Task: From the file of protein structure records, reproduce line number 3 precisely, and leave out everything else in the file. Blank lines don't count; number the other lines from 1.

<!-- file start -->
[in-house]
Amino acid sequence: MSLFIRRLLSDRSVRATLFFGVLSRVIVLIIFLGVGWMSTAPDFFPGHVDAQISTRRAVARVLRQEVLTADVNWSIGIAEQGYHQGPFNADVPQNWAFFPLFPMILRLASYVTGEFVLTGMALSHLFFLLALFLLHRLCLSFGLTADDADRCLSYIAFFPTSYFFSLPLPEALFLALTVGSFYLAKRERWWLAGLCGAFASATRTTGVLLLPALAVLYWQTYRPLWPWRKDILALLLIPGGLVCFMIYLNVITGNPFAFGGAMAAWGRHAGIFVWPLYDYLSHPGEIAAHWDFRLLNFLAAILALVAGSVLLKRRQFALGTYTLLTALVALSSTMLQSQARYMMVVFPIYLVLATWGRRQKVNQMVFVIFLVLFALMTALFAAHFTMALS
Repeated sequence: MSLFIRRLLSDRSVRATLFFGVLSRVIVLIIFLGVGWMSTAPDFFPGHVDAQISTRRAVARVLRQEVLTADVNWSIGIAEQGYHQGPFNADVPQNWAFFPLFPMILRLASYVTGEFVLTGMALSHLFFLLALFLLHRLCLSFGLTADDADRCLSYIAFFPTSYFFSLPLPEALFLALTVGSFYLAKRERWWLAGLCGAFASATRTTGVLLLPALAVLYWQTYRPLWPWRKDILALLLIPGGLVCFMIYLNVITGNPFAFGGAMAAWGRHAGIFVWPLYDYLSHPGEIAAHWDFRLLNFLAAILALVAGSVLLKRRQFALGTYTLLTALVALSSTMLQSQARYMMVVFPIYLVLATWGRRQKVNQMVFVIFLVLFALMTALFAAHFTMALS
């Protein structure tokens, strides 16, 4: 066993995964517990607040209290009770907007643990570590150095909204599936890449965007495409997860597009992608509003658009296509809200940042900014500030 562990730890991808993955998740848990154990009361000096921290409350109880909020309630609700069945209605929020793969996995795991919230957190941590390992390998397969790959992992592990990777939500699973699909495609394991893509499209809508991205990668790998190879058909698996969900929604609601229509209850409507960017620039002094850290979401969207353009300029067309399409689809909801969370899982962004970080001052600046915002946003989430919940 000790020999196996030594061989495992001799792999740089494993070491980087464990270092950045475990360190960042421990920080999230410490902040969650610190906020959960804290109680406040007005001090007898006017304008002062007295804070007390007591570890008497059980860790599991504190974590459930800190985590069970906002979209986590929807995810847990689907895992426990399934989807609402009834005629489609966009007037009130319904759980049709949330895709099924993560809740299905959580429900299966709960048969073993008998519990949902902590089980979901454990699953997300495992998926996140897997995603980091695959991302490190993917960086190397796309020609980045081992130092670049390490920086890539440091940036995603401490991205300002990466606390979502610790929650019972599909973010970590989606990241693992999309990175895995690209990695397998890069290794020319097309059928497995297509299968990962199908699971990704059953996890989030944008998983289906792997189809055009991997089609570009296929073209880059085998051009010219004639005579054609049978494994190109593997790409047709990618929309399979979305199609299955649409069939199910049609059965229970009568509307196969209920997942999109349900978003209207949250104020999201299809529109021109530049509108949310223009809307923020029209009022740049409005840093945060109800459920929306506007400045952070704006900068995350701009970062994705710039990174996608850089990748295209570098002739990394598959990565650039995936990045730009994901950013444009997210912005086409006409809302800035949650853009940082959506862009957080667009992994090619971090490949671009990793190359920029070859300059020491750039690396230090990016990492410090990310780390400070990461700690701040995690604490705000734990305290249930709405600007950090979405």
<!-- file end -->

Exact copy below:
Repeated sequence: MSLFIRRLLSDRSVRATLFFGVLSRVIVLIIFLGVGWMSTAPDFFPGHVDAQISTRRAVARVLRQEVLTADVNWSIGIAEQGYHQGPFNADVPQNWAFFPLFPMILRLASYVTGEFVLTGMALSHLFFLLALFLLHRLCLSFGLTADDADRCLSYIAFFPTSYFFSLPLPEALFLALTVGSFYLAKRERWWLAGLCGAFASATRTTGVLLLPALAVLYWQTYRPLWPWRKDILALLLIPGGLVCFMIYLNVITGNPFAFGGAMAAWGRHAGIFVWPLYDYLSHPGEIAAHWDFRLLNFLAAILALVAGSVLLKRRQFALGTYTLLTALVALSSTMLQSQARYMMVVFPIYLVLATWGRRQKVNQMVFVIFLVLFALMTALFAAHFTMALS